Saturday, April 3, 2010

In Search Of... The Lindbergh Baby Kidnapping

On this date in 1936, German immigrant Bruno Hauptmann was electrocuted for the kidnapping and murder of Charles Lindbergh's infant son in March 1932.  An episode of the 1970s TV show In Search Of..., which first aired in November 1980, suggested that Hauptmann was actually innocent and that he had been framed by a police force desperate to find a scapegoat for the sensational crime.  

I really liked In Search of... as a kid in the 1970's, and so have enjoyed re-watching some of the old episodes and lovingly critiquing, with the benefit of 30 years of hindsight, some of the explanations proffered for the mysteries the show examined. Embedded below is a 10 minute segment from this episode, wherein a journalist named Anthony Scaduto presents evidence he claims to have uncovered casting overwhelming doubt on Hauptmann's guilt.  I remember watching this episode as a kid and being totally convinced by him.  But I should have known better. 

When Scaduto is first shown in this episode he is strolling down the streets of New York City casually smoking a pipe. In 1980? On the street?  Who did that, even then? He is introduced by the narrator, Leonard Nimoy, as "a writer and former reporter."  But what's never explained is that he is actually a rock journalist most famous for his 1972 biography of Bob Dylan titled Dylan,  and that he had also written books on The Beatles, Mick Jagger and Frank Sinatra, among others. The show also never makes clear that in between these rock biographies Scaduto had written a book titled Scapegoat, published in 1974, which set out his conspiracy theories about the Lindbergh kidnapping and Hauptmann's innocence.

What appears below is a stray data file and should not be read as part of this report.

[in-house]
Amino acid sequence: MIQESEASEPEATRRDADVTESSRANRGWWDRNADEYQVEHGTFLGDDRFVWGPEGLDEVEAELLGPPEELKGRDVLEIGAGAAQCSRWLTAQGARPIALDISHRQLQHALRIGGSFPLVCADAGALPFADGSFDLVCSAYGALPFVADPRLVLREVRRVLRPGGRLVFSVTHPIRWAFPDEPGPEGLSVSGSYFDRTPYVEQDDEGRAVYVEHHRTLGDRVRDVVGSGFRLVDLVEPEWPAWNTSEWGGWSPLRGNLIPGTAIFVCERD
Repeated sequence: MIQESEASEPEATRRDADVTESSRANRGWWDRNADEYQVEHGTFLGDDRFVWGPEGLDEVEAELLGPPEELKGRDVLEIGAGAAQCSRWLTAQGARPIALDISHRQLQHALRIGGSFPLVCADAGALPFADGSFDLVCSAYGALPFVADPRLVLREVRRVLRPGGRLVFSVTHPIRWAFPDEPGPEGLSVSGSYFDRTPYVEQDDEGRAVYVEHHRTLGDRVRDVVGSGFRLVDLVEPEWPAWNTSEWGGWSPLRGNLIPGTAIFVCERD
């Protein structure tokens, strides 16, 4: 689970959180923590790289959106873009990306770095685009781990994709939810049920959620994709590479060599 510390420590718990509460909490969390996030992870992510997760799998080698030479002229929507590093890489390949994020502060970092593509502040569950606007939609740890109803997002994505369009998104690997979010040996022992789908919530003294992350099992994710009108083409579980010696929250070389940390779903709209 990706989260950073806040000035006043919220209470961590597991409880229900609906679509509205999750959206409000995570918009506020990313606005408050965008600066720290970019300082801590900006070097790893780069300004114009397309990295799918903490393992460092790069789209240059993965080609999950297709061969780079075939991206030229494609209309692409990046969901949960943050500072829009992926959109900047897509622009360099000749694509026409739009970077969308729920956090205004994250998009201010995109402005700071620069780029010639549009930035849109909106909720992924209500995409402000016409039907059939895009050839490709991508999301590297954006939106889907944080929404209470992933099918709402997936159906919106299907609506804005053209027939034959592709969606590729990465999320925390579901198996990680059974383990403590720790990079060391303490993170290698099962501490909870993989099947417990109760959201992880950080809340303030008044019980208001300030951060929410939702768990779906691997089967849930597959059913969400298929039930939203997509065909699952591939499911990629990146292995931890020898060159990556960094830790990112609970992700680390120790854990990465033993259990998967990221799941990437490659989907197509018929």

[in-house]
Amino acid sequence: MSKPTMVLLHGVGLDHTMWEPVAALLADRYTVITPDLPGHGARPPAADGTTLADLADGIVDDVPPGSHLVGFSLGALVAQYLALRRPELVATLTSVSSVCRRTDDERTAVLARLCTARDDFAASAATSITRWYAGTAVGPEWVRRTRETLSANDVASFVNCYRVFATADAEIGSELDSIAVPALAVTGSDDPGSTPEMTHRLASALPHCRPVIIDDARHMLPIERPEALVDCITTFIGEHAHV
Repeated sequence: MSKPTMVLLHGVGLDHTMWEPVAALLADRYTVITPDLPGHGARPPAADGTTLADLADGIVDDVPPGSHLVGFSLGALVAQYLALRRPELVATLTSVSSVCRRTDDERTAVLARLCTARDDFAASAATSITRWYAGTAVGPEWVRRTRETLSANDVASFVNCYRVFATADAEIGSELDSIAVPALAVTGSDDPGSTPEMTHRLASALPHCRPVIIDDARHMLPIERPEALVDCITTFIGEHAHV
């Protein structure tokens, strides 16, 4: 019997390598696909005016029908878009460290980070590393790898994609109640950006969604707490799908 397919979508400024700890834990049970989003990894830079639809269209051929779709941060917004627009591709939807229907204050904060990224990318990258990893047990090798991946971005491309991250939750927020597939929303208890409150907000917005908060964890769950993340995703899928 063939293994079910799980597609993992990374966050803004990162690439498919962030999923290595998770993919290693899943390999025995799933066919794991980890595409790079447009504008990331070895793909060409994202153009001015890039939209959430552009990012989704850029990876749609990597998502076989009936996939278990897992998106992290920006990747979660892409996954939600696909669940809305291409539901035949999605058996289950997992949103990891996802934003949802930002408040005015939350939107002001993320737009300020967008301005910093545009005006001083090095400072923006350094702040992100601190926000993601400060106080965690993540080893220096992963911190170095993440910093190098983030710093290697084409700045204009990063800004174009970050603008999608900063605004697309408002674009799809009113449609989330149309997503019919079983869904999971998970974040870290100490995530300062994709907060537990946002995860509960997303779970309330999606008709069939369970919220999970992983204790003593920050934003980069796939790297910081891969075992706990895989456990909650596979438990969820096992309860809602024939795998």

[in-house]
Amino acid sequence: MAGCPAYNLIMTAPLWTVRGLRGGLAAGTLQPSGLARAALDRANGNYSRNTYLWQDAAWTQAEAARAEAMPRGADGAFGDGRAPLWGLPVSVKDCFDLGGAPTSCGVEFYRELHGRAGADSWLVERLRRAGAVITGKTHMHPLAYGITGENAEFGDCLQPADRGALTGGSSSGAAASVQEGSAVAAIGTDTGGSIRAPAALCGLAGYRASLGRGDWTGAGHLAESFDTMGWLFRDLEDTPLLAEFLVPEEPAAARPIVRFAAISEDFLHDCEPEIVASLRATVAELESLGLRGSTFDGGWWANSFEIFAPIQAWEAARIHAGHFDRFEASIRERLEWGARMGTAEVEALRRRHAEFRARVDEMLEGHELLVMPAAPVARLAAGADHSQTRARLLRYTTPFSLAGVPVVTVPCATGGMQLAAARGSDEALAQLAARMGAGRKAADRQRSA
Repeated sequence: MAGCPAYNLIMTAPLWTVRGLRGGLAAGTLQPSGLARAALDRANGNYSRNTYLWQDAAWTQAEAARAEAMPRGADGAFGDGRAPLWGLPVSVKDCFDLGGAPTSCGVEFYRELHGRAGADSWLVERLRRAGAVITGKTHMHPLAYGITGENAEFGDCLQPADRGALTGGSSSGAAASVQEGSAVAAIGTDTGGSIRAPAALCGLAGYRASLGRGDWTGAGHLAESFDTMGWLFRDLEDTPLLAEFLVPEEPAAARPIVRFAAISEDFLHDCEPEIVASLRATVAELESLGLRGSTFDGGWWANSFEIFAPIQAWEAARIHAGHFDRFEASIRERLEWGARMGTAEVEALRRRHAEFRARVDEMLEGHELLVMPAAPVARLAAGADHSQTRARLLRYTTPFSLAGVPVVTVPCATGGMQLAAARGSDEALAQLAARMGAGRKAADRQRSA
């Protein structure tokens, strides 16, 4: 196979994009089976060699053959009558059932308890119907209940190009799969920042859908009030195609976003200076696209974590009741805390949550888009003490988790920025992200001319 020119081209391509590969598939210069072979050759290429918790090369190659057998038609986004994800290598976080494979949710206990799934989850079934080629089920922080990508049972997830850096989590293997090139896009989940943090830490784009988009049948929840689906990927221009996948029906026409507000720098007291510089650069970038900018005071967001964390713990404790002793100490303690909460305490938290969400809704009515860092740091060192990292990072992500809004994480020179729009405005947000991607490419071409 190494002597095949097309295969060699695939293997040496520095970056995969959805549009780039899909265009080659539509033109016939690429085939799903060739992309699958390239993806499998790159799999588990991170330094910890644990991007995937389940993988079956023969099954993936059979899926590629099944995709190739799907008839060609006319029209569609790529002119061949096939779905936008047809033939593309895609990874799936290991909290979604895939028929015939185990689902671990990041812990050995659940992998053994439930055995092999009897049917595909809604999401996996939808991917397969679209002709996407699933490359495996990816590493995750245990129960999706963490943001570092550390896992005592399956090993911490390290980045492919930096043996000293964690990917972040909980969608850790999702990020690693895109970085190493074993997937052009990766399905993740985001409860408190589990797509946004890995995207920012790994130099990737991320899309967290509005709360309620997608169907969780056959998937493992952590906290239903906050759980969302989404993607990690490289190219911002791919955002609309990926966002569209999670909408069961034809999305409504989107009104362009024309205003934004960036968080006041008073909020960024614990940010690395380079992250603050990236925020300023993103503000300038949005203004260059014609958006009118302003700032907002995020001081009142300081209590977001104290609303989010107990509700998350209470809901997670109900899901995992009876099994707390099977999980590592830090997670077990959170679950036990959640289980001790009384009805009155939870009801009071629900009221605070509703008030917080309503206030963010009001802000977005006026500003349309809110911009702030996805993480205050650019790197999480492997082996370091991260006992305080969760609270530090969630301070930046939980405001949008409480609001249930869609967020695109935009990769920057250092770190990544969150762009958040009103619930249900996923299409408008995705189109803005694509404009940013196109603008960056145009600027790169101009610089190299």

I'll give you one example of Scaduto's "investigative journalism." He asserts in this episode that the body of the baby, which was tragically found in the woods about a mile from the Lindbergh home about two months after the kidnapping, was not, in fact, the Lindbergh baby.  Therefore, since his body was never really found, Scaduto asserts with the confidence of a committed iconoclast, a murder may never have even been committed at all. I learned today, however, that the infant's body was in fact able to be conclusively identified using the forensic techniques of the day, despite being badly decomposed. And that at Hauptmann's murder trial, neither side disputed the identity of the body (not even Hauptmann's defense team) when offered the explicit opportunity to do so.  I also learned this morning that it's now generally accepted Hauptmann was, in fact, guilty after all.

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